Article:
She added: “Sheldon’s funeral brought his hometown of Amble to a standstill as thousands of mourners attended and watched as his coffin received a guard of honour from the ambulance service.

“He was a beloved character. His caring and fun-loving nature endeared him to friends, colleagues and patients.

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“It is difficult to comprehend how we go forward without Sheldon. It is a tragedy that the world will be without him. We will go forward but with heavy hearts.

“A piece of our family has been taken from us. Nothing short of his return will ever compensate for the loss we have to feel every day.”

In his victim impact statement Wayne described how he now avoids big groups of strangers, but also dislikes being alone and rarely leaves the house by himself.

He said: “The sounds of sirens and car horns are like a knife going through me. I hate them. They cause me to feel really jumpy and anxious. Being in built up areas and dealing with heavy traffic also cause me to feel extremely stressed.

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“I have been told I am likely to be suffering from PTSD and have also been diagnosed with depression.

“Prior to this incident I always used to be the life and soul of the party and regularly contacted by friends for a game of golf, a pint, or for a meal. However I have now distanced myself from all of that.

“I feel like I am just living my life from day to day. I cannot plan anything as I do not know how I will feel from one day to the next.”

Wayne also described no longer recognising himself and experiencing “survivor’s guilt” that meant he no longer felt able to enjoy himself.

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He added: “I would speak to or see Sheldon every day. We played golf together, went on holiday together, spent Christmases together, lived together for periods of time.

“He is a big miss in my life. I still do not think that I have come to terms with the fact that he is no longer here. I know that I have not started grieving yet.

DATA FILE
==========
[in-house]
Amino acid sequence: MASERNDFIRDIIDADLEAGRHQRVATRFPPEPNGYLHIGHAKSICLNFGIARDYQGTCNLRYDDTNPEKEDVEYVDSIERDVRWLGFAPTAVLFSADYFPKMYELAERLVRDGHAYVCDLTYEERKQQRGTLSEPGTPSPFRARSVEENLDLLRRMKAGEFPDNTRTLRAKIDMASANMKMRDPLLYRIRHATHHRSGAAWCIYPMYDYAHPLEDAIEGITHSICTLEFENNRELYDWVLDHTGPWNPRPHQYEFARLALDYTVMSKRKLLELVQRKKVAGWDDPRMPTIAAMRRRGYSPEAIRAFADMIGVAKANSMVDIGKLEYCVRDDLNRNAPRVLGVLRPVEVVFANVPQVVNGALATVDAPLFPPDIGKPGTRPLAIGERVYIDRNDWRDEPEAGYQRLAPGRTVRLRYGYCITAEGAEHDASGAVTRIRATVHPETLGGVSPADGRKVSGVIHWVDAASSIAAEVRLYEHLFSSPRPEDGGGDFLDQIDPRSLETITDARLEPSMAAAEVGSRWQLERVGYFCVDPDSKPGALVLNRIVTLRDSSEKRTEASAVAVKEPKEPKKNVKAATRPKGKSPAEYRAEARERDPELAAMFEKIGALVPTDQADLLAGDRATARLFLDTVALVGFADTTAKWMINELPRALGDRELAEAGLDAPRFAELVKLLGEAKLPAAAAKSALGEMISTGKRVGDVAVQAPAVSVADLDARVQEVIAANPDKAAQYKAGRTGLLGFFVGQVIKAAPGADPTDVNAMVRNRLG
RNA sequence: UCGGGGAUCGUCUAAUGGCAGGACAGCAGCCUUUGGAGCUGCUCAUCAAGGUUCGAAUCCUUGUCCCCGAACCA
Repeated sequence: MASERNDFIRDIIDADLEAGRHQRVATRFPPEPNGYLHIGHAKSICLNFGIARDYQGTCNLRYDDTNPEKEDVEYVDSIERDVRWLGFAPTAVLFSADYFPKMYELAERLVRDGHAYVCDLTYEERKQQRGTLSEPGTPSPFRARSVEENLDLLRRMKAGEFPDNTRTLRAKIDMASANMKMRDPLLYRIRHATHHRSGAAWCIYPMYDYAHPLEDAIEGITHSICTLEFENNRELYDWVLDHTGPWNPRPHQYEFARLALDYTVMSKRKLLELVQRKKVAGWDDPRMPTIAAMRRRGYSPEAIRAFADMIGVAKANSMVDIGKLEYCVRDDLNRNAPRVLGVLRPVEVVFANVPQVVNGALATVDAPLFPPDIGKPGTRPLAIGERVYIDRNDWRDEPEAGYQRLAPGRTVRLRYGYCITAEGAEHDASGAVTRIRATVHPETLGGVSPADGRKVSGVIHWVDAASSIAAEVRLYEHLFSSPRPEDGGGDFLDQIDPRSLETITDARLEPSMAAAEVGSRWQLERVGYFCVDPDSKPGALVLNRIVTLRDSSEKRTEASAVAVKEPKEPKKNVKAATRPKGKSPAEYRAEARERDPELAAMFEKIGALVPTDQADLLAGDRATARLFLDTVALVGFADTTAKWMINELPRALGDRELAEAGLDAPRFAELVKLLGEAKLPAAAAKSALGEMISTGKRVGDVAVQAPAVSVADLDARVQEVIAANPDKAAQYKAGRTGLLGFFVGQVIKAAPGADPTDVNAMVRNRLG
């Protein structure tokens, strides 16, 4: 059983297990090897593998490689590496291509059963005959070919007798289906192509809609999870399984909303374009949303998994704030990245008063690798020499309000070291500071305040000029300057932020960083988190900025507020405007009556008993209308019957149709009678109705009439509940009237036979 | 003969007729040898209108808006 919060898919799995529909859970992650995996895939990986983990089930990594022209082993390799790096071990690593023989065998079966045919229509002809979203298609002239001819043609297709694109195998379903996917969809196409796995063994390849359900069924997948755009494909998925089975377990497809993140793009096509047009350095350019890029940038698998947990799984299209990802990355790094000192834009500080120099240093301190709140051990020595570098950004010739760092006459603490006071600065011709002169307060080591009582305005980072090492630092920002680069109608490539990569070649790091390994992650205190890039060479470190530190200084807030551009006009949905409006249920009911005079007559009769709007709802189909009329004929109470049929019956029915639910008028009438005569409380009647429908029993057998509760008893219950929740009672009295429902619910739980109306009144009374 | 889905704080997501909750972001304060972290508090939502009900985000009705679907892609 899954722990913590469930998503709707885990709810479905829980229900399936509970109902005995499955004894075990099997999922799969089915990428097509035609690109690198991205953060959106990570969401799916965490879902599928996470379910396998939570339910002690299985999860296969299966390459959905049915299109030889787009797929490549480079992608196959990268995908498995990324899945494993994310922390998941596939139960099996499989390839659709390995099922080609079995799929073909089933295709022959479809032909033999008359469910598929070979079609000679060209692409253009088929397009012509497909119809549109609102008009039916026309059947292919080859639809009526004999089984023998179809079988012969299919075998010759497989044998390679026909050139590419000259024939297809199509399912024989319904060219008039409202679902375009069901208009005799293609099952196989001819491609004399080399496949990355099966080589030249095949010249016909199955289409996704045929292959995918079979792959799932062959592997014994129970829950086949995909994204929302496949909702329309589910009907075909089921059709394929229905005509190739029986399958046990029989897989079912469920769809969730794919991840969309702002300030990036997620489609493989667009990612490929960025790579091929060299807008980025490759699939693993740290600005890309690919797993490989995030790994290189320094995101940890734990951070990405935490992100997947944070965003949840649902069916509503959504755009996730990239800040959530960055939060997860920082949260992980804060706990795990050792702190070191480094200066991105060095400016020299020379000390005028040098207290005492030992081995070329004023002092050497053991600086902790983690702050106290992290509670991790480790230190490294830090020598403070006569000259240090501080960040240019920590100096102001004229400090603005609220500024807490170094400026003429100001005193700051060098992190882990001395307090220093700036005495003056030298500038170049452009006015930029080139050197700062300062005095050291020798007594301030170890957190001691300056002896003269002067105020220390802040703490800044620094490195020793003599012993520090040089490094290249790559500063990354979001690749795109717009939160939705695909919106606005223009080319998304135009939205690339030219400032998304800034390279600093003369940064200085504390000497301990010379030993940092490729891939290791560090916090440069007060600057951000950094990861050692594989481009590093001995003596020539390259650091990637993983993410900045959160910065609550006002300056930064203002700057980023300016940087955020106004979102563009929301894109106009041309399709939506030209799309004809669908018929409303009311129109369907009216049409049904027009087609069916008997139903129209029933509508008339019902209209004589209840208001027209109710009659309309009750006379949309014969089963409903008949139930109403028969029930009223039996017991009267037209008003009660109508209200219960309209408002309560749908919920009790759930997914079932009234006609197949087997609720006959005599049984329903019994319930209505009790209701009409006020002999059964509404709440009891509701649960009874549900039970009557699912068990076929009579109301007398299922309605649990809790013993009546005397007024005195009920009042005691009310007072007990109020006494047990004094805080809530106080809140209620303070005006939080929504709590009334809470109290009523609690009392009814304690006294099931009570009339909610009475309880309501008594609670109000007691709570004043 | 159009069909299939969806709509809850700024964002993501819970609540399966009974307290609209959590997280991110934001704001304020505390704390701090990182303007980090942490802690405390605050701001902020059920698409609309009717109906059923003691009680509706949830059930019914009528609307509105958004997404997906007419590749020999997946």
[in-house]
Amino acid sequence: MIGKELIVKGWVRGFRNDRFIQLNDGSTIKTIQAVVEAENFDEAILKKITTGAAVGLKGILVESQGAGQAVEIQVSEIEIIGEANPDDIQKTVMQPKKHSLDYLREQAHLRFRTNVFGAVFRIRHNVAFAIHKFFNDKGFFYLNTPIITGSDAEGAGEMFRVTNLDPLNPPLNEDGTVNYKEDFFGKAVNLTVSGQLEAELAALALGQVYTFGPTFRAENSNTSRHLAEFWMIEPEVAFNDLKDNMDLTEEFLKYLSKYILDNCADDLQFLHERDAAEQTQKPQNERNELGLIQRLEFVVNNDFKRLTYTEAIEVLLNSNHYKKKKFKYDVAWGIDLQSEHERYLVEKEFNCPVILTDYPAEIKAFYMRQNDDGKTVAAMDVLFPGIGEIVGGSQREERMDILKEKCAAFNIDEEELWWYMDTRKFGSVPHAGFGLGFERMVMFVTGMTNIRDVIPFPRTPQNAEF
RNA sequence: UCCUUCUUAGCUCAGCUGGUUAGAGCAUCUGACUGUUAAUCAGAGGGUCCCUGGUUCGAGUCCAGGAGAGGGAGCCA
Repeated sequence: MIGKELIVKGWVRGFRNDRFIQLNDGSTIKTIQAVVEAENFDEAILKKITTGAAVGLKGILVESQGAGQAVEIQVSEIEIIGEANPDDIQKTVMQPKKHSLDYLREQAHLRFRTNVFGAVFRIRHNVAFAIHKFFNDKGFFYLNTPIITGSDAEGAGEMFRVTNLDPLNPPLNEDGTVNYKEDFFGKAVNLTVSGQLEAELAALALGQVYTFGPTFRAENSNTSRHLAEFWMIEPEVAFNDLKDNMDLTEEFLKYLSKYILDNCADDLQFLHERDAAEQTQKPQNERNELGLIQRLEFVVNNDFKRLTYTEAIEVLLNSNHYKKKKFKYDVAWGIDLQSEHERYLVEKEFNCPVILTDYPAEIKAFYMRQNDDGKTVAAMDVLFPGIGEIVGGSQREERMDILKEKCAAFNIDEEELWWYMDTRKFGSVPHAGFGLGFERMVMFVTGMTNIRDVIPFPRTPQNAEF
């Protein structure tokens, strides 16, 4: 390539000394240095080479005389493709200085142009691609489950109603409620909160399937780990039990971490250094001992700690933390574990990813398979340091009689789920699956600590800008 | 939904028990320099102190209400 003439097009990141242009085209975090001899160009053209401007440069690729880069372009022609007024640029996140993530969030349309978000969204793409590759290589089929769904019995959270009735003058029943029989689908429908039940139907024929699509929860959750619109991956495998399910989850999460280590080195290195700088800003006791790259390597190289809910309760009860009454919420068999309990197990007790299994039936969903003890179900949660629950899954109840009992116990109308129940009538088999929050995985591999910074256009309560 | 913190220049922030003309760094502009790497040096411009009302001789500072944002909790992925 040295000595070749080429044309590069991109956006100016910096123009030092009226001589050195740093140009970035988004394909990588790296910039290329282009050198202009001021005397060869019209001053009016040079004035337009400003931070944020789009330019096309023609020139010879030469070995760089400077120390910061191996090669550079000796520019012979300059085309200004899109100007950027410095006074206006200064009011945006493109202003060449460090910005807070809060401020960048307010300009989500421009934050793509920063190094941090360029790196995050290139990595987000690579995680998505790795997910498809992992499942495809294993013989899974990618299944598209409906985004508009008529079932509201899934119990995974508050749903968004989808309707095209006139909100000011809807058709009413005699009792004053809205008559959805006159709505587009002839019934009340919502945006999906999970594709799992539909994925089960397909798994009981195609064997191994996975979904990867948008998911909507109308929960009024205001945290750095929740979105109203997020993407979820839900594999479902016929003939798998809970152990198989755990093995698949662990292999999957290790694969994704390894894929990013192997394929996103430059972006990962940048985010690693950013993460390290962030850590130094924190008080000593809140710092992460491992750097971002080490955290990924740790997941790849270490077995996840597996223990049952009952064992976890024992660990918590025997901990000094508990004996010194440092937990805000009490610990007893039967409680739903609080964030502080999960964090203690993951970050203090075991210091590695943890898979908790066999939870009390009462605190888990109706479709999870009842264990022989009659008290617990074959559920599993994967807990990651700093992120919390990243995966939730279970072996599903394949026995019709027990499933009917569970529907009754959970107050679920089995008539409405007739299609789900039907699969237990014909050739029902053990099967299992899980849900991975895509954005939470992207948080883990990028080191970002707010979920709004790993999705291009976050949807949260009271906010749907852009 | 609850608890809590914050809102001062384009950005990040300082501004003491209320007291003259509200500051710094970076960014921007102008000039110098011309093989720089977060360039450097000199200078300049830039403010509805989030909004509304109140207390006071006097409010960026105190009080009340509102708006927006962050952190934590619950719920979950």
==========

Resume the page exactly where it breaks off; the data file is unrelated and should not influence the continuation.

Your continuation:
“Sheldon was a decent man who lived a decent life. He was and is loved and my thoughts are with his family and other friends.”

Police footage of Kelly’s arrest, released to the public today, shows him making jokes, mocking the officer arresting him, and claiming he was not the driver of the van.

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Detective Chief Inspector Dave Johnson of Northumbria Police described Kelly’s behaviour as “despicable.”

He said: “This has been an incredibly difficult time for Wayne and Sheldon’s loved ones, and I am pleased that Kelly has been jailed for life, and these difficult proceedings are at an end.

“I know that no sentence will ever take away the pain Kelly caused that night, or bring Sheldon back, but I do hope today can serve as a form of closure and allow all those grieving to begin moving forwards with their lives.

“I am pleased that Kelly has a long prison term ahead of him. I hope he uses the opportunity to seriously think about all the unnecessary pain and suffering he has caused due to his inexcusable anger. Our communities are no place for people like this.”